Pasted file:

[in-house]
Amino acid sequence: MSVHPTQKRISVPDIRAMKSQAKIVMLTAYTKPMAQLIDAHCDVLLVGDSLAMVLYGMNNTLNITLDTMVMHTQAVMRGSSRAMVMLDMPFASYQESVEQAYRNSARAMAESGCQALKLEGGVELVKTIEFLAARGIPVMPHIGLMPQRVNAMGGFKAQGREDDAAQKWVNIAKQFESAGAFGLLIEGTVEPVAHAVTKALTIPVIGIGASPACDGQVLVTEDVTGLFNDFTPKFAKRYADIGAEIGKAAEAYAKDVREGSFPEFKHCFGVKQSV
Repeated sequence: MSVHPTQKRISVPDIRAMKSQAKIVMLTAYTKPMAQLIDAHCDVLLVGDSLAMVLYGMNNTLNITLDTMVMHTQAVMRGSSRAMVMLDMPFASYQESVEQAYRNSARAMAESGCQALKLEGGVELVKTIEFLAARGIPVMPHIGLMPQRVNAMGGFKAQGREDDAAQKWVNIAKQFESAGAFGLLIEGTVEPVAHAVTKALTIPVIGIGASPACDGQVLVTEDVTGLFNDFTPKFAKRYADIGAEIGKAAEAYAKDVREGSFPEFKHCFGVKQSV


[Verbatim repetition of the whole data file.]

[in-house]
Amino acid sequence: MSVHPTQKRISVPDIRAMKSQAKIVMLTAYTKPMAQLIDAHCDVLLVGDSLAMVLYGMNNTLNITLDTMVMHTQAVMRGSSRAMVMLDMPFASYQESVEQAYRNSARAMAESGCQALKLEGGVELVKTIEFLAARGIPVMPHIGLMPQRVNAMGGFKAQGREDDAAQKWVNIAKQFESAGAFGLLIEGTVEPVAHAVTKALTIPVIGIGASPACDGQVLVTEDVTGLFNDFTPKFAKRYADIGAEIGKAAEAYAKDVREGSFPEFKHCFGVKQSV
Repeated sequence: MSVHPTQKRISVPDIRAMKSQAKIVMLTAYTKPMAQLIDAHCDVLLVGDSLAMVLYGMNNTLNITLDTMVMHTQAVMRGSSRAMVMLDMPFASYQESVEQAYRNSARAMAESGCQALKLEGGVELVKTIEFLAARGIPVMPHIGLMPQRVNAMGGFKAQGREDDAAQKWVNIAKQFESAGAFGLLIEGTVEPVAHAVTKALTIPVIGIGASPACDGQVLVTEDVTGLFNDFTPKFAKRYADIGAEIGKAAEAYAKDVREGSFPEFKHCFGVKQSV